The IFRC is working alongside both Armenian Red Cross Society and Azerbaijan Red Crescent Society, in coordination with International Red Cross and Red Crescent Movement partners, to support people affected by the Nagorno-Karabakh conflict.By Jessica Timings, IFRC
On the outskirts of a small town, a kindergarten that usually resonates with the joyful sound of children is eerily silent. Just three children play quietly in the dusty yard out front. Washing hangs above a rainbow-coloured fence, the fading artwork of small children decorates on the walls inside.
This kindergarten had been closed because of COVID-19, but in the last few weeks its doors have opened to a new group of people in urgent need.
At its peak, around 80 people – mostly women, children and the elderly – were living, sleeping and eating here. The people arrived in waves from areas affected by the Nagorno-Karabakh conflict which escalated significantly on 27 September 2020.
One family of eight, a mother, her five daughters and two grandchildren, have been staying in a shared room for the past few days. They left their home almost as soon as the conflict escalated, recalling the walls of their home shaking from shelling close by.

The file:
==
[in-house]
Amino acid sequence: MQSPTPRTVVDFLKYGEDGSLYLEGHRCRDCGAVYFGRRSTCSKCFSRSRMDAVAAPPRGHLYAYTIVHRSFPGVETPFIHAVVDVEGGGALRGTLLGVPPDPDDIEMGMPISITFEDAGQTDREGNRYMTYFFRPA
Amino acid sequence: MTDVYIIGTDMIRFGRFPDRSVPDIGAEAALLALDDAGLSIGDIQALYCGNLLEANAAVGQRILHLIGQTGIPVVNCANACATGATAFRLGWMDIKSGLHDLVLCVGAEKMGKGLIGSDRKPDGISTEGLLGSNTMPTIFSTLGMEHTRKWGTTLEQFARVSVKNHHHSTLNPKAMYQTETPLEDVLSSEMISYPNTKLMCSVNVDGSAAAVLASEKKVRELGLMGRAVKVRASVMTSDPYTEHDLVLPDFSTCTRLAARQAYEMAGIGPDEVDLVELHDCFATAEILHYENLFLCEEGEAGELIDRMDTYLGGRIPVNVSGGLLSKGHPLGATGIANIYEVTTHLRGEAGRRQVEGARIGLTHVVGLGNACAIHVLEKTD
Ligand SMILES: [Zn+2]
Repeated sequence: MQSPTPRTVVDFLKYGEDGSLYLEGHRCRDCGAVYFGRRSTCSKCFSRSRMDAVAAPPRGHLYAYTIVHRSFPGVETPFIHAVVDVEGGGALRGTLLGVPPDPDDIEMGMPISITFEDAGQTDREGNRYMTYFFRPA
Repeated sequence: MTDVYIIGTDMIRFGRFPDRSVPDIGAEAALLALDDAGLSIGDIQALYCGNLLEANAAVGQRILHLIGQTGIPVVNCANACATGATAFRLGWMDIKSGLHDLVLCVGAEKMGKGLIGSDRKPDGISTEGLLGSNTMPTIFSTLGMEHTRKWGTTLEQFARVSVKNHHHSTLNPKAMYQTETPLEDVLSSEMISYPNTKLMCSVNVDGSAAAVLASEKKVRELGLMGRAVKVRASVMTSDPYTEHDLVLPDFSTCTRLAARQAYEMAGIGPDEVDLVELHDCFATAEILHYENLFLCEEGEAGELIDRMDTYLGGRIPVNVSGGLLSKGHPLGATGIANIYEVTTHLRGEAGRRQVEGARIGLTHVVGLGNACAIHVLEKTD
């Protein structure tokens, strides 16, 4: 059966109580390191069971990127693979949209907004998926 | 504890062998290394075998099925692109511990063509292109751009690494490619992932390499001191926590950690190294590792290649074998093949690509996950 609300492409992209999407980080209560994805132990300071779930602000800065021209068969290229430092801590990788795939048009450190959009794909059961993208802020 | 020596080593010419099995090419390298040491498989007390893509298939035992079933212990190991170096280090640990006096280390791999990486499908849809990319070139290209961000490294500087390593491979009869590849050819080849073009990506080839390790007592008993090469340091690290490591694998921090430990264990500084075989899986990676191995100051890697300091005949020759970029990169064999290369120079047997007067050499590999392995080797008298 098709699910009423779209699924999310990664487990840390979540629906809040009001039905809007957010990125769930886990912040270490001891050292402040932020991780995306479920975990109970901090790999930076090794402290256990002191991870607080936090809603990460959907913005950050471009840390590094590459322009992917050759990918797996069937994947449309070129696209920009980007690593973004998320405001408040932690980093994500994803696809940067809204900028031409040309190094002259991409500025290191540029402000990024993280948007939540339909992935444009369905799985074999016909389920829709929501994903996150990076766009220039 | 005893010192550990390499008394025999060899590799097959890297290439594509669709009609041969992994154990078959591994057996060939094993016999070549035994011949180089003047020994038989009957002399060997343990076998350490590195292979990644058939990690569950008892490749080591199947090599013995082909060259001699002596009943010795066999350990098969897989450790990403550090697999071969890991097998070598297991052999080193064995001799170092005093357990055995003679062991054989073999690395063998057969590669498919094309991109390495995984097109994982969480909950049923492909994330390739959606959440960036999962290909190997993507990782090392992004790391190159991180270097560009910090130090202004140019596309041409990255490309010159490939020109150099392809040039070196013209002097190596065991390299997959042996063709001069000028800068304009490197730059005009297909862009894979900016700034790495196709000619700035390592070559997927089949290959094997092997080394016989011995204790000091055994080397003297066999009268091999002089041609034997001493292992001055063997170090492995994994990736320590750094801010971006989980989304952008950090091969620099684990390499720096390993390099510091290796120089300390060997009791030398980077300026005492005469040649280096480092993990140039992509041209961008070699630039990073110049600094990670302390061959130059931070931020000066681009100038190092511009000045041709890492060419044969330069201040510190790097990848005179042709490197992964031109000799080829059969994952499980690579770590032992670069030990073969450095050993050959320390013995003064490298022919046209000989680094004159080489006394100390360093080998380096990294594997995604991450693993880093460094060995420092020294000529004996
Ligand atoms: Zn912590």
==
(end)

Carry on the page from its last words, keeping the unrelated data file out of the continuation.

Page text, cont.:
“Our children were afraid,” describes the mother. “One of the boys could not speak for two days. That is when we knew it was not safe.”
The kindergarten has basic washing and cooking utilities, shared by all who stay here. It is unclear how long people will need to stay, and resources generously provided by community members are running low. Food and other essential items are provided by Armenian Red Cross Society, local authorities and other agencies.
Armenian Red Cross Society volunteers also provide psychosocial support to children staying in shelters, and to the wounded in hospitals and their loved ones.
“The humanitarian needs of affected people are diverse, from social and health to psychological issues”, Armenian Red Cross Society Secretary General Anna Yeghiazaryan says. “The Armenian Red Cross Society, which o
perates throughout Armenia as a neutral, independent organization, is committed to doing everything it can to respond to these needs.”
“As winter arrives, the needs of these people will multiply. We are working to ensure continued access to basic services and necessities, including heated accommodation, electricity, water, and support to host families.”
Though the ceasefire announcement has meant that some have returned to their homes, more are afraid to go back. The family of eight is among those who feel they cannot yet return, but do not know where they can go from here.
Many children are unable to attend school, though some have been able to attend schools near their temporary places of shelter.
“I am in my last year of school, I want to finish. I am planning to continue my education at university next year, but I don’t know whether I will be able to get back to school,” shares one of the young women staying at the kindergarten.
“We want people to know we are here, we exist, we are not forgotten.”